In U.S. Pat. No. 5,088,797 to O'Neill, a replaceable wear sleeve for bit holders is disclosed. The wear sleeve is fixed to the tool holder by interference fit. The interference fit is designed so as to permit the sleeve to be removable in the field. Such interference fit designs require precise manufacturing tools for cutting out the outside diameter of the wear sleeve and precision honing equipment for constructing the sleeve holder bore in the bit holder. The holding and cutting equipment for such precision is costly and the manufacturing steps time consuming. Slight deviations in the outside diameter of the sleeve and diameter of the bit holder bore affects the amount of interference and results in large variations in the amount of manual force necessary to remove the wear sleeve from the bit holder.
In the prior art designs such as in U.S. Pat. No. 4,542,943 wear occurs between a replaceable bit holder and a support block that is welded onto a drum. The contacting joint surfaces between the bit holder and support block in this prior art wears during the lifetime of the assembly on account of a yaw movement imposed upon the pick tool assembly during cutting operations. In some less friendly environments silica accumulates between the bit holder and support block and the wear rate between the bit holder and support block significantly increases. This continual wear between the holder and support block also requires that operators constantly tighten the fastening bolt to adequately secure the bit holder to the support block, preventing undesirable catastrophic failure caused by rocking and fretting as the bolt becomes loosened. In some severe environments the wear between the blocks and bit holders becomes so great that the support block and bit holder have to be serviced as frequently as on a monthly basis.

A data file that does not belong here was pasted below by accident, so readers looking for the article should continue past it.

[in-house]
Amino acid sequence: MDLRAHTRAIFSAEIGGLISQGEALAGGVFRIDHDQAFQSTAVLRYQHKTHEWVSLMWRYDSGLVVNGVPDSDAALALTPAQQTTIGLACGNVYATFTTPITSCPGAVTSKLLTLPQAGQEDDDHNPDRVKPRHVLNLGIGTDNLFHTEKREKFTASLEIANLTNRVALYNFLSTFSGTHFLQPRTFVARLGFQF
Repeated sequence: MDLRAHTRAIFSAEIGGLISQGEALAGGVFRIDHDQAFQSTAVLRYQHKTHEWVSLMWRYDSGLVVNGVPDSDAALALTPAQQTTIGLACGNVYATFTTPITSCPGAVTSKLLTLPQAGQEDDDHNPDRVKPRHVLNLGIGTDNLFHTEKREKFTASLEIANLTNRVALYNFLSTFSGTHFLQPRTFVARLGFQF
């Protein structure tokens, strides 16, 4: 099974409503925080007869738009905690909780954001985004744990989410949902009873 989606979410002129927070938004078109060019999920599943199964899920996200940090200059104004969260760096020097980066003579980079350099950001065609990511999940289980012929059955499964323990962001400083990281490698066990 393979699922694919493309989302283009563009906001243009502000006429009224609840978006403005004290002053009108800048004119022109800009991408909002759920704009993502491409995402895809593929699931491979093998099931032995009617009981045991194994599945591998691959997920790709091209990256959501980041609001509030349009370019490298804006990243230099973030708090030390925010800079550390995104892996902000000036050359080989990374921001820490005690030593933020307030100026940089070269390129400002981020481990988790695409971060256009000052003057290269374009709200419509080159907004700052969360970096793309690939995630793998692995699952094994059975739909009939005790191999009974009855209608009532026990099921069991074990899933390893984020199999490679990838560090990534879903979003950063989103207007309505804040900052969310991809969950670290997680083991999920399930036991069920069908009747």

In Montgomery U.S. Pat. No. 4,542,943 the T-shaped shank that fits into the support block groove includes a preferential failing groove situated along the peripheral surface of the shank. Cutting tools are employed in constructing this peripheral groove about the shank. This groove is costly and time consuming to manufacture.
Applicant has invented a non-rotatable wear sleeve that will significantly reduce wear of the bit holder but can still be removed manually while the mining equipment is at its field location.
The applicant's invention is a wear sleeve for a mining bit holder that attaches to a mining drum. The mining bit holder includes an aperture, which is adapted to receive a wear sleeve. The aperture is a stepped bore with the end portion adjacent the cutting tool having a larger diameter than the bore's opposite rearward end.
The wear sleeve in the present invention comprises a rearward split portion and an intermediate cylindrical portion and a forward shoulder portion. The outer diameters of the wear sleeve intermediate portion and rearward split ring portion are uniform.